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ACB, and from the point A let AD be drawn (12. 1.) perpendicular to BC produced: The square of AB is greater than the squares of AC, CB, by twice the rectangle BC.CD.

Because the straight line BD is divided into two parts in the point C, BD= (4. 2.) BCS + CDs +

А. 2BC.CD; add AD' to both: Then BD? + AD: = BC+ CD +AD% + 2BC.CD. But AB' =BD? + AD (47. 1.), and AC'=CD+ AD? (49. 1.); therefore, AB'S BC? + AC: + 2BC.CD; that is, AB is greater than BC +AC by 2BC.CD. Therefore, in abtuse angled triangles, &c. Q.E.D. B

C

D

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PROP. XIII, THEOR, In every triangle the square of the side subtending any of the acute angles, is less than the squares of the sides containing that angle, by twice the rectangle contained by either of these sides, and the straight line intercepted between the perpendicular, let fall upon it from the opposite angle, and the acute angle.

Let ABC be any triangle, and the angle at B one of its acute angles, and upon BC, one of the sides containing it, let fall the perpendicular (12. 1.) AD from the opposite angle: The square of AC, opposite to the angle B, is less than the squares af CB, BA by twice the rectangle CB.BD. First let AD fall within the trian:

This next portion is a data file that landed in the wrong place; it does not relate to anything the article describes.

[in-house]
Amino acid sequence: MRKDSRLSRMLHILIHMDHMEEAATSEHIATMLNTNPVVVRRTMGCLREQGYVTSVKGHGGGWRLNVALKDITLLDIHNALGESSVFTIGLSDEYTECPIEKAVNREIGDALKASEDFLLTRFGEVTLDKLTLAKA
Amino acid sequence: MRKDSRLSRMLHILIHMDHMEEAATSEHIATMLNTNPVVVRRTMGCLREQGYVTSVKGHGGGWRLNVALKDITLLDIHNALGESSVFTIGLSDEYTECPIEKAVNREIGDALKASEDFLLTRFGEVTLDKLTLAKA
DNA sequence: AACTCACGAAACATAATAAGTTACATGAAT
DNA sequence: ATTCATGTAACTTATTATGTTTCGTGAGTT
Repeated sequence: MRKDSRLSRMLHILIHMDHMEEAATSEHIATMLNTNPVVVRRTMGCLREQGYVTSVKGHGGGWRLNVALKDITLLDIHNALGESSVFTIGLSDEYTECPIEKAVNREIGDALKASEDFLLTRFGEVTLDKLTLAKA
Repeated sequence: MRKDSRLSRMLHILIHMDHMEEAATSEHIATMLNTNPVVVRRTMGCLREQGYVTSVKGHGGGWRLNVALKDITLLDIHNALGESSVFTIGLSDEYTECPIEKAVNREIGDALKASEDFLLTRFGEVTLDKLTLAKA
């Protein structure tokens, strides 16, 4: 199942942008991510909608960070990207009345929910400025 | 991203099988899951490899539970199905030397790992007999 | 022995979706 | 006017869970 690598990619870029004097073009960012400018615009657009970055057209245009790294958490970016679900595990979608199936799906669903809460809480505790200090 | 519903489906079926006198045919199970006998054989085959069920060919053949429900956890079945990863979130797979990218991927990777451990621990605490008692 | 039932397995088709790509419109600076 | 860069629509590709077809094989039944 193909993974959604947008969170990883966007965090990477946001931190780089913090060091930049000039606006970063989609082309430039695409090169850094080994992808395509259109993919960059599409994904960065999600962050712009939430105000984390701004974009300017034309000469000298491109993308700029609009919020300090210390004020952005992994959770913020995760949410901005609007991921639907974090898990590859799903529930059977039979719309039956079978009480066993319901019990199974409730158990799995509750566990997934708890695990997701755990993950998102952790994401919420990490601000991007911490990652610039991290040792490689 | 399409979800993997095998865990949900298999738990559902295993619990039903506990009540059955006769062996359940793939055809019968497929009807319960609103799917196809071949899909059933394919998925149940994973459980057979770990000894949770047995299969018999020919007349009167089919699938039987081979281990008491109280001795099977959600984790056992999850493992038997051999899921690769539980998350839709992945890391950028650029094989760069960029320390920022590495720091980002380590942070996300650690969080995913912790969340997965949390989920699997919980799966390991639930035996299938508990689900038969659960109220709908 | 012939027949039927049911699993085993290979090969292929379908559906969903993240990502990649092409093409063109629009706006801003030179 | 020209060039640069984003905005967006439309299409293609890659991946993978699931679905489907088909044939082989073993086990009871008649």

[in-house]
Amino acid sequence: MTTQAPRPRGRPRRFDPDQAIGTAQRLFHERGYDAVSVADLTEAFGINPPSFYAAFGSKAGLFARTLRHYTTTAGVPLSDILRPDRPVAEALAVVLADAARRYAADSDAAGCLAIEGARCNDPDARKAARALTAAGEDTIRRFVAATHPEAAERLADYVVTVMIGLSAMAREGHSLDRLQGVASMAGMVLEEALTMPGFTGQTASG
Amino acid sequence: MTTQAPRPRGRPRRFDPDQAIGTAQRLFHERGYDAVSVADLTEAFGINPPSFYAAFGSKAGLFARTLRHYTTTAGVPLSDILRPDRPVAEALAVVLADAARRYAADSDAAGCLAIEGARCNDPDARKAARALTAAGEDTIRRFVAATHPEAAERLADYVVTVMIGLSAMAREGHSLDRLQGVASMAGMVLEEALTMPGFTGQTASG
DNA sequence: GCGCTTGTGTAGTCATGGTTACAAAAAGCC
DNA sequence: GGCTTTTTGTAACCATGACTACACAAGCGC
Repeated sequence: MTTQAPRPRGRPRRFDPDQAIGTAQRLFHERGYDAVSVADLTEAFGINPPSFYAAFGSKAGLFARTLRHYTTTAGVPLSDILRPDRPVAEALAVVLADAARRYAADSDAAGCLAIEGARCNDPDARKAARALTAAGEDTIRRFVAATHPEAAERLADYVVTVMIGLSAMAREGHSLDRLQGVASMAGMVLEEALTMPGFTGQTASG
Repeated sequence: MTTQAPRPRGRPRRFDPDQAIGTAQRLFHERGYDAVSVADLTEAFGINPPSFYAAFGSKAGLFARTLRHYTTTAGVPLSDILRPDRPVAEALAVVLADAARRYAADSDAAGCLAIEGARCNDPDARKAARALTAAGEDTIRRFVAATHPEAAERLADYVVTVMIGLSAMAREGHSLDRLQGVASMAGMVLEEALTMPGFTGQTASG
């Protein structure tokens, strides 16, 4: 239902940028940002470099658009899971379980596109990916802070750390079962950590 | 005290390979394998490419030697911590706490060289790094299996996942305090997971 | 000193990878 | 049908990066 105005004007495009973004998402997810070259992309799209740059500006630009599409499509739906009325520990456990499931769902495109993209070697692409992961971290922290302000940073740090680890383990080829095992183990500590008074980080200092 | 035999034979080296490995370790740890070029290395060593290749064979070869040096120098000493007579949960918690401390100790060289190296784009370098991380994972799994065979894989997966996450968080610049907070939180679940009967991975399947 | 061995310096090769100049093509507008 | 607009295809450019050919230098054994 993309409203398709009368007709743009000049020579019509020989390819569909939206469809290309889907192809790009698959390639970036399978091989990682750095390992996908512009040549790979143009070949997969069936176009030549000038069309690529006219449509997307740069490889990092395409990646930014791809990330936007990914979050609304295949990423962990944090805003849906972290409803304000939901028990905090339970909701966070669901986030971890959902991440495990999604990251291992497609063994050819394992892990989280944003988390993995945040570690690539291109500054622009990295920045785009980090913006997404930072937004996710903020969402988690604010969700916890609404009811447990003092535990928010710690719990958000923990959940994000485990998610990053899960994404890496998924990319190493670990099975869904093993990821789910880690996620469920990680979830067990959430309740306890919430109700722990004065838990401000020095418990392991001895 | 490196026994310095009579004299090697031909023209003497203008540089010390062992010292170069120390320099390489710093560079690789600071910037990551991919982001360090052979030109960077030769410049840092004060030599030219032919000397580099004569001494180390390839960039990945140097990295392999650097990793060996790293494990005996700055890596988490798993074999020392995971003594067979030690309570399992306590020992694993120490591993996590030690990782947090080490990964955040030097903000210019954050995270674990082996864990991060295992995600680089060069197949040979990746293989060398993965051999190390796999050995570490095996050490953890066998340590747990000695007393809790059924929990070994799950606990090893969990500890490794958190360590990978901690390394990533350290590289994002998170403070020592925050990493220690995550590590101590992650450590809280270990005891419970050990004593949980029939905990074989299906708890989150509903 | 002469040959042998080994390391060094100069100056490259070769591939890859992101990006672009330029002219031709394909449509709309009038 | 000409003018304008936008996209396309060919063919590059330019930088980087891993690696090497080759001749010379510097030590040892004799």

А gle ABC; and because the straight line CB is divided into two parts in the point D (7. 2.), BC +BD'= 2BC.BD+CD. Add to each ADs; then BC + BD + AD = 2BC.BD +CD% + AD%. But BD' + AD”

AB%, and CDs + DA” AC (47. 1.); therefore BC + AB:= 2BC.BD+AC'; that is, AC is less

11 than BC + AB. by 2BC.BD. + Secondly, Let AD fall without the triangle ABC*: Then because the angle at D is a right angle, the angle AČB is greater (16. 1.) than a right angle, and AB'=(12. 2.) ACS+BC°+2BC.CD. Add BC to each; then AB'+ BC =ĄC2+2BC: +2BC.CD. But because *BD is divided into two parts in C, BCP+BC.CD= (3. 2.) BC.BD, and 2BC% + 2BC.CD 2BO.BD: therefore ABS + BC=AC+ 2BC.BD; and AC is less than AB'+BC, by 2BD.BC.

See figure of the last Proposition.

Lastly, Let the side AC be perpen. dicular to BC; then is BC the straight line between the perpendicular and the acute angle at B; and it is manifest that (47. 1.) ABS + BC = AC"+2BC:=AC +2BC.BC. Therefore in every triangle, &c. Q. E. D.

B

PROP. XIV. PROB.

To describe a square that shall be equal to a given rectili

neal figure. Let A be the given rectilineal figure; it is required to describe a square that shall be equal to A.